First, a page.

The two stories about the birth of Jesus don’t ‘match’. Matthew’s story is very different from the one by Luke. For example, the story in the Gospel of Matthew begins in Bethlehem and ends in Nazareth, while the story in the Gospel of Luke begins in Nazareth and ends in Bethlehem. If the compilers of the New Testament would have considered these stories conveying historical facts as we understand them, then they probably would have chosen one of the two and not both of them. Disparate reports on the birth of the Jesus you’re trying to ‘sell’ to the outside world just don’t add to the credibility of your story… Unless, of course, those disparate reports are not historical in the modern sense of the word. I do believe the stories on the birth of Jesus try to express something about the historical experience of people with Jesus, but the stories themselves are not ‘historical’. They are comparable to ‘poetic’ expressions. For example, Jesus was experienced as a liberator by many people, in one way or another. He freed people from oppression, social exclusion, anxieties, … As said, I believe this personal experience of the ones who knew Jesus is real, is historical. However, to express this experience, people turned to well-known mythological images and stories, ‘formulas’ one could say. Hence Matthew and Luke portray Jesus in typical stories which their audience understands as conveying the personal, experiential and historical truth that Jesus is a savior and liberator, comparable – in some ways at least – to the prophet Moses, or to king David.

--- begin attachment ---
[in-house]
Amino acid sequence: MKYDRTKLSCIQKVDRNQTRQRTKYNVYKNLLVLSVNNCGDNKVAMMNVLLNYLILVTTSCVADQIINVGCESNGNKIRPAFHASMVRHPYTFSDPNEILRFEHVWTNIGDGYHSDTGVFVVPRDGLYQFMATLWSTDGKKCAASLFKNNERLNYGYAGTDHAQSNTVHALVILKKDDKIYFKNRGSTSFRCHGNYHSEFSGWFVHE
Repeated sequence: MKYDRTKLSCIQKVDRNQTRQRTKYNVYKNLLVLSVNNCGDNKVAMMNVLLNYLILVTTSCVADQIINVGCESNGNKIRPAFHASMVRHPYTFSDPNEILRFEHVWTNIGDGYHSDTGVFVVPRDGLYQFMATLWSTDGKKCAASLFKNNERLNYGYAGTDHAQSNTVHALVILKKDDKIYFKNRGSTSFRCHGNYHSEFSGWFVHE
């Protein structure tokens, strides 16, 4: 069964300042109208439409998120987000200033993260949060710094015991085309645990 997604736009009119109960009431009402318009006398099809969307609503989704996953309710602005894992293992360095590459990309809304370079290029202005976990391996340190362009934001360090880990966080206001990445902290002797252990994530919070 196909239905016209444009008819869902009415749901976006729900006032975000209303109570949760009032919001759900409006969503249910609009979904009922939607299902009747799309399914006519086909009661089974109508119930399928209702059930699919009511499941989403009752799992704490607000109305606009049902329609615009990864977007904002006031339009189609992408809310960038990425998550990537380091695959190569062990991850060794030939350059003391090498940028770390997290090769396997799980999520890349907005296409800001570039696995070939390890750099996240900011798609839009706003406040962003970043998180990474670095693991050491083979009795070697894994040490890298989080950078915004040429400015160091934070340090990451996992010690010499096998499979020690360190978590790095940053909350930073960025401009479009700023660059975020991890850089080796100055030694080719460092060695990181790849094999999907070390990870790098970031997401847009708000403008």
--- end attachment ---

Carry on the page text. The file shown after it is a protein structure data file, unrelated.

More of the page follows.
Sometimes the poetic and mythological images used to express a certain experience will contradict each other, but this doesn’t mean that they exclude each other. They may simply refer to other experiences, or to different aspects of the same experience. A contemporary example may clarify this. Many songs in the English speaking world make use of ‘the car’ or ‘the road’, and everything associated with them, as metaphors to express different (aspects of) life experiences. In the song It’s my life Bon Jovi sings “It’s my life, my heart is like the open highway…” to express he feels free, or that he desires to be free. His heart is, of course, not literally a highway. Meat Loaf, on the other hand, expresses the longing for freedom slightly differently, in his song Objects in the rear view mirror, may appear closer than they are: “And if life is just a highway, then the soul is just a car…” It’s no use asking who is ‘correct’, Bon Jovi or Meat Loaf. It’s no use asking: “Well, now, is the heart a highway, or is life a highway?” We understand these somewhat conflicting images and the common experience they refer to, because we are part of the culture which uses them… Both the experience of Bon Jovi and Meat Loaf is true and historical, albeit personal. And the image of the road or the highway is omnipresent. James Hetfield, of heavy metal band Metallica, sings “And the road becomes my bride…” in the song Wherever I may roam… Once again, not to be taken literally, but we normally understand what he’s referring to.